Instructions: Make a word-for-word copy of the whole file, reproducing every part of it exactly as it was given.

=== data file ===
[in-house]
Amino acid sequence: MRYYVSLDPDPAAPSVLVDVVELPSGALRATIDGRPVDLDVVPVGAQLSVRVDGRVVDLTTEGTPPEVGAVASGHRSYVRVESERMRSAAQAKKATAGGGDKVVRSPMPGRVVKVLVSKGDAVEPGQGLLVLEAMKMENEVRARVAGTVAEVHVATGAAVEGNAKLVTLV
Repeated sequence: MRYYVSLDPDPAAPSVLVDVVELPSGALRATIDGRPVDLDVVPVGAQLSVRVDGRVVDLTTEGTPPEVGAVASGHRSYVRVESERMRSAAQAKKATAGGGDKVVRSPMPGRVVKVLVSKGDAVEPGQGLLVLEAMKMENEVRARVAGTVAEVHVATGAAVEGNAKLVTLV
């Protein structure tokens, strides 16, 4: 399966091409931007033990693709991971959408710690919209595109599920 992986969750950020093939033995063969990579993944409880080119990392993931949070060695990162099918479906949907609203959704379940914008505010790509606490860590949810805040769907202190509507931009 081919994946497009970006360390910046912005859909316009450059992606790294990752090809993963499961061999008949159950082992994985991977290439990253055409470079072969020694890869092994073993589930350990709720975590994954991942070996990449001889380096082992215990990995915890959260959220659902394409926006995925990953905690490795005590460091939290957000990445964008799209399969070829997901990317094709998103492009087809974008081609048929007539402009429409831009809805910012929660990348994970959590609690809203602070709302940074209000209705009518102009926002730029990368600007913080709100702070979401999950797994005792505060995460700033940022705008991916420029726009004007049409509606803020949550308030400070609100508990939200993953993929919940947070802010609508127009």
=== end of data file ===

[in-house]
Amino acid sequence: MRYYVSLDPDPAAPSVLVDVVELPSGALRATIDGRPVDLDVVPVGAQLSVRVDGRVVDLTTEGTPPEVGAVASGHRSYVRVESERMRSAAQAKKATAGGGDKVVRSPMPGRVVKVLVSKGDAVEPGQGLLVLEAMKMENEVRARVAGTVAEVHVATGAAVEGNAKLVTLV
Repeated sequence: MRYYVSLDPDPAAPSVLVDVVELPSGALRATIDGRPVDLDVVPVGAQLSVRVDGRVVDLTTEGTPPEVGAVASGHRSYVRVESERMRSAAQAKKATAGGGDKVVRSPMPGRVVKVLVSKGDAVEPGQGLLVLEAMKMENEVRARVAGTVAEVHVATGAAVEGNAKLVTLV
């Protein structure tokens, strides 16, 4: 399966091409931007033990693709991971959408710690919209595109599920 992986969750950020093939033995063969990579993944409880080119990392993931949070060695990162099918479906949907609203959704379940914008505010790509606490860590949810805040769907202190509507931009 081919994946497009970006360390910046912005859909316009450059992606790294990752090809993963499961061999008949159950082992994985991977290439990253055409470079072969020694890869092994073993589930350990709720975590994954991942070996990449001889380096082992215990990995915890959260959220659902394409926006995925990953905690490795005590460091939290957000990445964008799209399969070829997901990317094709998103492009087809974008081609048929007539402009429409831009809805910012929660990348994970959590609690809203602070709302940074209000209705009518102009926002730029990368600007913080709100702070979401999950797994005792505060995460700033940022705008991916420029726009004007049409509606803020949550308030400070609100508990939200993953993929919940947070802010609508127009």